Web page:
The Footstats website to which I am now a regular visitor (sad man that I am) shows that so far this season, only Brentford with 98 have had more shots on target than the City who have had 94. Nottm. Forest have had 86. And as far as shots against, only the Blades with 52, Derby with 54 have had less shots on target than the 55 that we have experienced. The Forest have had 89 and have conceded 29 goals against our 13.
    What all this means, I believe, is that our Manager has created a team that knows how to defend, and certainly knows how to counter attack, being happy to let opponents produce pass at will until they approach potential shooting areas. Whilst that system may occasionally produce an edginess amongst supporters, the current personnel seem to know how to cope.
    So now it is Norwich to come to the CCS. They are blowing hot and cold this season, averaging less than a goal a game. I shall be happy if that state of affairs continues.

  6. Barry Cole says:

    Russell hits it spot on by the comparison to scholar. We are grinding the results and as long as we continue to do that then we should keep everyone at a distance.
    Scholar was a hard man and we have Warnock in the same mould
    I see the sore losers are blaming that we win dirty at all costs the Warnock way!!!
    Yet we have the opposition tippy tappy football passing the ball sideways and back which in realistic terms is just as bad in the timekeeping as we are, totally boring football where you spend time passing a ball and five minutes later lose it before you reach the area.
    I saw this shambles with Slade and I laugh at those teams who do it now .
    We have learnt that by playing that kind of football just bores the socks off supporters, especially when a well drilled team takes them to the cleaners like we did to forest.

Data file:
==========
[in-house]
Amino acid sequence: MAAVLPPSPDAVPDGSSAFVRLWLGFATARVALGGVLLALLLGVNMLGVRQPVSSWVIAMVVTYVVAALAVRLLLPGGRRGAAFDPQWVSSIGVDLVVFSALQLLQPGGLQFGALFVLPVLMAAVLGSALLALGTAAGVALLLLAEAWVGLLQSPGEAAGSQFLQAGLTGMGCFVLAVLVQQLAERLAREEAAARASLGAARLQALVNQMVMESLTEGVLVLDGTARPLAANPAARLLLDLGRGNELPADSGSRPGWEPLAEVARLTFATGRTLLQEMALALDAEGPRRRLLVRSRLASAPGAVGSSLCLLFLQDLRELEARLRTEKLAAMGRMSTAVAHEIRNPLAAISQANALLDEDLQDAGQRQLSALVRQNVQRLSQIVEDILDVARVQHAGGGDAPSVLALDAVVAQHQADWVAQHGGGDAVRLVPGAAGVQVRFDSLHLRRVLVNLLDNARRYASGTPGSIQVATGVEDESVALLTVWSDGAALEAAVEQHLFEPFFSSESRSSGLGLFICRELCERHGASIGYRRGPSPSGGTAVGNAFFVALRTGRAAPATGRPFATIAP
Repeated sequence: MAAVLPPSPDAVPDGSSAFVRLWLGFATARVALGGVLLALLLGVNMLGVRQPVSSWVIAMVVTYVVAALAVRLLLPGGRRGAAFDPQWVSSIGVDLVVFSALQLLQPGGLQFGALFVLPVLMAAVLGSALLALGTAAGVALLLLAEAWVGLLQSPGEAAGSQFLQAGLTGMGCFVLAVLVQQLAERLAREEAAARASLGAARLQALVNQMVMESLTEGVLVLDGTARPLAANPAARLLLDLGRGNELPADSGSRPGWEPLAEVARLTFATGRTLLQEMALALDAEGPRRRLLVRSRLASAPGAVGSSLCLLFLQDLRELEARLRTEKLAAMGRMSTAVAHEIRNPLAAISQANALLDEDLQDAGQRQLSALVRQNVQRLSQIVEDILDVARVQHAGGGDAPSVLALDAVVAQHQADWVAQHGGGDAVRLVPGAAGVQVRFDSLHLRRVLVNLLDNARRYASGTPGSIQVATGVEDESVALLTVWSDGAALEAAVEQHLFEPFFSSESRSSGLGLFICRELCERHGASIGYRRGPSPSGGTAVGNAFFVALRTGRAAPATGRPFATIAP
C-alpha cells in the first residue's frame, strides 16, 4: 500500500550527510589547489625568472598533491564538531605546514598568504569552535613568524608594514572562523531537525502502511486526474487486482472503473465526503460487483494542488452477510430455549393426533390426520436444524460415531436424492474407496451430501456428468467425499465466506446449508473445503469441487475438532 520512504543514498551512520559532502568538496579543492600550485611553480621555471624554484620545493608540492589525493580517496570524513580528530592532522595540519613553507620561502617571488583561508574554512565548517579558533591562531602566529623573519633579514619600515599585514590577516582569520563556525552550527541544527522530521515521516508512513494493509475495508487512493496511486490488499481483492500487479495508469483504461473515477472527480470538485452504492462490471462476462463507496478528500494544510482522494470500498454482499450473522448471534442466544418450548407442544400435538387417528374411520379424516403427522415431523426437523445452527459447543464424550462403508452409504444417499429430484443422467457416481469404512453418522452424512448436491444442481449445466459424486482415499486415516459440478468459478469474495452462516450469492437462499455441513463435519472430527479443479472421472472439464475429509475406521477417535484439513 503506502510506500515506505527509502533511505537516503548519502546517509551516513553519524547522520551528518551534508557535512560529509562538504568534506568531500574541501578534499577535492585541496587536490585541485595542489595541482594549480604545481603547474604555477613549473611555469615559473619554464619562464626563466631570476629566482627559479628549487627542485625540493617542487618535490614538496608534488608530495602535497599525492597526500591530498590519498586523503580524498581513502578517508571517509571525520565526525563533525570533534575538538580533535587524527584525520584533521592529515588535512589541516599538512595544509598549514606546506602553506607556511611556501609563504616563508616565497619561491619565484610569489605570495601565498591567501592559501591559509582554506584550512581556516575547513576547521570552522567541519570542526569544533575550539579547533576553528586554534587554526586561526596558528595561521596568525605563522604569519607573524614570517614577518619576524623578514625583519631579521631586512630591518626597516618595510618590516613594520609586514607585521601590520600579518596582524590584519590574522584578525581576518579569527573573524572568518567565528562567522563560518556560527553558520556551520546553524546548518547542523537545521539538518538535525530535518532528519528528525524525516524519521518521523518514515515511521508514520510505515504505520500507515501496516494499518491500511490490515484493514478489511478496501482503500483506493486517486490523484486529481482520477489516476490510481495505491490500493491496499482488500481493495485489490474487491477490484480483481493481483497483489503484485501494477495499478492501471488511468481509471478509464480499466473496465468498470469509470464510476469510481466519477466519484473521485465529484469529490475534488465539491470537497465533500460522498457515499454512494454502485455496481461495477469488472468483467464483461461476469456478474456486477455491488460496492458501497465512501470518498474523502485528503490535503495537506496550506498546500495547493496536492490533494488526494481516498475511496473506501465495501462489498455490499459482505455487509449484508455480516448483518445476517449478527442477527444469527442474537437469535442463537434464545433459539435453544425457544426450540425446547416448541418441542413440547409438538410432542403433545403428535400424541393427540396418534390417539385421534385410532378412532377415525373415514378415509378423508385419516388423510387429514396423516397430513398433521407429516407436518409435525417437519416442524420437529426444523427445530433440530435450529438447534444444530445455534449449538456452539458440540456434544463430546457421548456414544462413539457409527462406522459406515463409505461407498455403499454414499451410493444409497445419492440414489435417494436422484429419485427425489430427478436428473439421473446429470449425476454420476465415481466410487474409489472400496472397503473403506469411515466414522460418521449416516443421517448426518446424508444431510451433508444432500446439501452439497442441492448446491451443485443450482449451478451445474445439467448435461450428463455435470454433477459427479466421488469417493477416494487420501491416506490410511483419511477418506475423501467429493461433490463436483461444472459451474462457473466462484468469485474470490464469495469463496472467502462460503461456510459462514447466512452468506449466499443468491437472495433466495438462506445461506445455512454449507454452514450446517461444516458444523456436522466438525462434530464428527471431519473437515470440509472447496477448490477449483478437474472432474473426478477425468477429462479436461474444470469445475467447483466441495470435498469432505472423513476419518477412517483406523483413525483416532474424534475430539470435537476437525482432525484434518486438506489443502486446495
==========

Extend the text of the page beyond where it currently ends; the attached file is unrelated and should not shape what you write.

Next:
On Friday we could be just one point behind wolves and the pressure returns to them. They don’t bleat about how they have won games even though they have had some awkward games. That said the next batch of games for wolves are not easy and are a lot harder than ours on paper. But under pressure teams sometimes start misplacing passes and fail to hit the target and soon the confidence starts being affected. NW is right the team who finishes above wolves will win the league. That on present form is likely to be us .
    I await Tomlins introduction and this is not likely as the players seem to be giving their all for the team.
    Finally On Friday I am looking for just one thing and that’s to ensure that Jerome doesn’t score.

  7. The other Bob Wilson says:

    Morning everyone and sorry for the delay in getting back to you. Unfortunately, time is tight (great record that!) for me this morning, so I’ll just say that I see a new whinger against City’s style has emerged in Kenny Burns, who was a talented, but thuggish, player for Forest, Birmingham and Scotland in the seventies and eighties

    http://www.nottinghampost.com/sport/sport-opinion/neil-warnock-looks-like-ken-839496

    what is clear from that piece is that, just as I suspect it is with many who have had a go this season, it’s personal with Burns against Neil Warnock – I’m fairly sure that another team coming to the City Ground and winning in exactly the same manner as we did would not have received as much stick from him as we did.

    Just a couple of other things – BJA, keep the stats coming because, most of the time at least, they tell it as it really is, not as bitter, beaten opponents want us to believe it is. Peter, welcome if, as I suspect it might be, that was your first contribution on here – I agree that we’d need to add more to our game if we wanted to survive in the Premier League.